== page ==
Detailed guidance on school admission appeals


Schools in East Sussex have reopened. See Back to School – We are ready!

There may also be unavoidable delays to progressing and hearing school admissions appeals this year for in-year, secondary and primary school places.

We are monitoring government guidance and considering the possible impact of the coronavirus on school appeal related duties.

6. Secondary and primary appeals

This page will help you understand the law if you are appealing for a secondary or primary school (other than those primary/infant schools where the rules on infant class size apply). It will help you decide what points and information to include in your appeal.

How will the Panel consider my appeal?

The Panel must follow the two-stage process as set out below for all appeals (other than those against decisions made on the grounds of infant class size prejudice):

First stage – examining the decision to refuse admission

The panel must consider the following matters in relation to each child that is the subject of an appeal:

  • whether the admission arrangements (including the area’s co-ordinated admission arrangements) complied with the mandatory requirements of the School Admissions Code and Part 3 of the School Standards and Framework Act 1998, and
  • whether the admission arrangements were correctly and impartially applied in the case in question.

The panel must then decide whether the admission of additional children would prejudice the provision of efficient education or the efficient use of resources.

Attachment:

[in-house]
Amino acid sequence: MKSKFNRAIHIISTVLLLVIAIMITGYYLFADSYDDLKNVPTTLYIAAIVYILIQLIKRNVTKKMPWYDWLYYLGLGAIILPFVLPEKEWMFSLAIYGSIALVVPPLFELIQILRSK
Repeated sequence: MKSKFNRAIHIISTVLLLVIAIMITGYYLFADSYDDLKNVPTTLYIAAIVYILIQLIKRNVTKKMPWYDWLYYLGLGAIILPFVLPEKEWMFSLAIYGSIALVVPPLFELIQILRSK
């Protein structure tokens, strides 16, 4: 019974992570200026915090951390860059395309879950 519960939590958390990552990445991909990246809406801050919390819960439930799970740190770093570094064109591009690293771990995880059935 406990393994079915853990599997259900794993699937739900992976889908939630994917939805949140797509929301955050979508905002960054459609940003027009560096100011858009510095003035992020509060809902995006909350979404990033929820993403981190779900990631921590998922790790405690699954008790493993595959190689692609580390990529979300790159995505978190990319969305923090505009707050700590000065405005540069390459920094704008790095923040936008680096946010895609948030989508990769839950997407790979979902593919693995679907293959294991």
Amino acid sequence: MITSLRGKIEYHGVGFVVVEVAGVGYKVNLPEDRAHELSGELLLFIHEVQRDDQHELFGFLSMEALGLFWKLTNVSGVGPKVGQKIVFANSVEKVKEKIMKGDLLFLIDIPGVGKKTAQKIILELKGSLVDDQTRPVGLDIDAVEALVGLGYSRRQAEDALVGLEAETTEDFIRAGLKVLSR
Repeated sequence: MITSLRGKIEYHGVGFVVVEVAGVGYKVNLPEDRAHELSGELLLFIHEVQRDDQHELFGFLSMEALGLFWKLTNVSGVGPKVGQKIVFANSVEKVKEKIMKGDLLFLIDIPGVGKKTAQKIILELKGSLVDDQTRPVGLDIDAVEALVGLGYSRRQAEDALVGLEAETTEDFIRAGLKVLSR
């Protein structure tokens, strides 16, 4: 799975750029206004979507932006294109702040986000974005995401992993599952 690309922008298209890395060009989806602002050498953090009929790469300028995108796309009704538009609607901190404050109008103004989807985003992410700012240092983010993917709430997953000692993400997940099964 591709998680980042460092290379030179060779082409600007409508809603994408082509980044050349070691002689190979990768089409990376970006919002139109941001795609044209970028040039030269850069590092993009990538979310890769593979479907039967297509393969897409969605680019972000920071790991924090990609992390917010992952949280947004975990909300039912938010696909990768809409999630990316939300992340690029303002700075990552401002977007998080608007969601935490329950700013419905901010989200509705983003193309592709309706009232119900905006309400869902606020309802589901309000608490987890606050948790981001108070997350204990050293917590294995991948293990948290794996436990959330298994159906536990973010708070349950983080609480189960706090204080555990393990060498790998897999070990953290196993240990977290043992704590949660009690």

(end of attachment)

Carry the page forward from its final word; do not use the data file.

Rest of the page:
Consideration of prejudice:

Whilst the panel must take into account the school’s published admission number, the admission authority must be able to demonstrate prejudice over and above the fact that the published admission number has already been reached. The panel must not reassess the capacity of the school, but must consider the impact on the school of admitting additional children. In reaching a decision as to whether or not there would be prejudice the panel may consider the following factors:

  • what effect an additional admission would have on the school in the current and following academic years as the year group moves through the school
  • whether any changes have been made to the school’s physical accommodation or organisation since an admission number was originally set for the relevant year group
  • the impact of the locally agreed Fair Access Protocol
  • the impact on the organisation and size of classes, the availability of teaching staff, and the effect on children already at the school.

Second stage balancing the arguments

At this stage the Panel exercises its discretion, balancing the degree of prejudice to the school against the parent’s case for the child being admitted to the preferred school, before arriving at a decision. In considering all the evidence before it, the Panel must take into account the appellant’s reasons for expressing a preference for the school, including what that school can offer the child that the allocated or other schools cannot. If the panel considers that the appellant’s case outweighs the prejudice to the school it must uphold the appeal.

In multiple appeals (where there is more than one appeal for the same school and year group), the panel must not compare the individual cases when deciding whether an appellant’s case outweighs the prejudice to the school. However, where the panel finds there are more cases which outweigh prejudice than the school can admit, it must then compare the cases and uphold those with the strongest case for admission. Where a certain number of children could be admitted without causing prejudice, the panel must uphold the appeals of at least that number of children.

Considering making an appeal?

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